One day it came to pass that a farmer, having gone in search of a stray cow, became completely lost. Unable to determine his location using a star map, the farmer wandered at random and eventually entered the forest of the great monkey. Searching for food, the man noticed a tree laden with fruit on the side of a rocky slope. Having reached the tree, as he was standing on a branch grasping for fruit, the branch suddenly snapped and he fell into a dark pool at the bottom of a chasm. Surrounded on all sides with steep rock walls, there was no escape.

The man had been in the dark chasm for several days before the great monkey, gathering fruit from the same tree, noticed the farmers emaciated body lying below. The monkey called out to the farmer who responded by begging for help. The monkey bodhisattva, having deep compassion for the man’s situation, started to descend the rock face. Once he reached the bottom of the chasm he had the farmer cling to his back as he climbed up out of the deep hole. Once they reached the top, the monkey was exhausted from carrying such a heavy weight and asked the man to guard him as he rested. The farmer gave the monkey his word that he would protect him as he slept.

Although grateful to the monkey, the man began to think that if he were to kill the great beast that he would then surely have enough meat for his journey home. The man became so caught up in this dark greed that his sense of gratitude, as well as his knowledge of right and wrong, was utterly destroyed. Ignoring his frailty and driven only by his desire to kill, the farmer then took a large stone and struck the head of the bodhisattva monkey. Not having the strength to deliver a fatal blow, the rock merely bruised the monkey’s temple. Abruptly awoken and startled, realizing the wicked act the man had just attempted, the monkey burst into tears of sadness and pity.

Never-the-less, still feeling compassion in his heart, the monkey led the man back to civilization. As soon as he was left alone, filled with feelings of remorse, the farmer was suddenly struck with a hideous attack of leprosy. His face became covered with putrid sores which spread to the rest of his body until he no longer looked human.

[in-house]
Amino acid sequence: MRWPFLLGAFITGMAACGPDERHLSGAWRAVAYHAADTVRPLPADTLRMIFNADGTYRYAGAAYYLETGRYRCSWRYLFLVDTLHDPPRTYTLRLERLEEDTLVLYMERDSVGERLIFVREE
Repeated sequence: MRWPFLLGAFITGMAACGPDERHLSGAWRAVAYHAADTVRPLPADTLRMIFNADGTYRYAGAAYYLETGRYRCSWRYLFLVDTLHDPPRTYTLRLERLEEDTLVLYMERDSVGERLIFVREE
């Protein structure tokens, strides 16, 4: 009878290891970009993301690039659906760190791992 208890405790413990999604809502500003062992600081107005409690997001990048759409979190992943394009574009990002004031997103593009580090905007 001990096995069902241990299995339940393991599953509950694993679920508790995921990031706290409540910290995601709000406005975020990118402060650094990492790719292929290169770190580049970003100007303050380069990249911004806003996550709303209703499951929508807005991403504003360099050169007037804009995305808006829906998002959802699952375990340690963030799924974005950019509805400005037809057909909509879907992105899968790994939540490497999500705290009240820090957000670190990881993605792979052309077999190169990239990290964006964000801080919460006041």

Banished from society, one day as the disfigured man was wandering through the forest, he encountered a king who was in the midst of hunting. The king asked what kind of demon or ghoul he was. Shocked that the ghoul was actually a man, and a farmer, the king then inquired how he had fallen into such a wretched state. The man confessed his treacherous actions againt the kindness of the great monkey. He explained that a deed against a friend is such a horrible act that the king should consider it his biggest enemy and that he should always look with kindness upon those who are kind to him.


 The Fabulous Sharabha Deer

Having Compassion for an Enemy


Virtuous beings show compassion even to those who seek to harm them. When evil doers are in distress, the truly compassionate never abandon them. This was the case when the Bodhisattva was born in the forest, as a fabulous Sharabha deer.

During a large hunt, a local king who was distracted by his passion for sport became separated from his retinue of elephants, chariots, and footmen. Because the horse he was riding was swift, he crossed a great distance without realizing it and became lost in the remote woods inhabited by the Sharabha Deer.

The king spotted the impressive deer and immediately strung his bow and started to pursue it. The chase continued until they reached a gaping chasm. The deer leapt across with ease but the king’s horse abruptly halted, and the jolt threw the king from the horse. When the deer turned around he saw the horse at the chasms edge and quickly realized what had happened. His heart overflowed with compassion for the man who was surely on the rocks below badly injured or even dead.

Completely forgiving the man’s attempt to kill him, the deer climbed down and offered aid. The deer’s kind action moved the injured king deeply and he apologized with tears in his eyes, saying that he had mistaken the deer for a low minded beast when in fact it was himself who was the brute.

The deer carried the King to his horse and the king, overcome by gratitude and remorse told the deer that he was forever in his service and beseeched the great being to come live in the capitol. The Sharabha deer declined the offer but said that he did have one request, that the king and the people of his kingdom stop hunting. He stated that the forest animals are worthy of his compassion and protection and not his arrows. The king agreed and from that day on, hunting was outlawed in the kingdom and the forest animals lived in safety.



The Ruru Deer

A Tale of Betrayal



The Bodhisattva once lived as a Ruru Deer in a lush forest. His fur was the color of pure gold and contained patches of every color, shining like rubies, emeralds, sapphires, and aquamarines. His eyes were bright blue and his horns and hooves gleamed like jewels.

Knowing his body was an extremely desirable object to hunters, the Ruru Deer frequented only the most unknown forest paths. One day, in a particularly wild part of the forest, the Bodhisattva heard the cries of a man who had fallen into river swollen by rain. The man was pleading for help and his piteous cries struck the Bodhisattva to his core. He plunged into the river, the thought of rescue more important than his own life, and although nearly drowning, he dragged the man to the shore.

The man was deeply touched. He thanked the deer again and again and proclaimed that he was now forever in his service. The Bodhisattva deer replied that neither his gratitude nor services were required, but he did have one request. He asked the man never to tell anybody of his existence, explaining that if he did, hunters would surely come take his life as a trophy. The man agreed and made a vow to never tell a single person.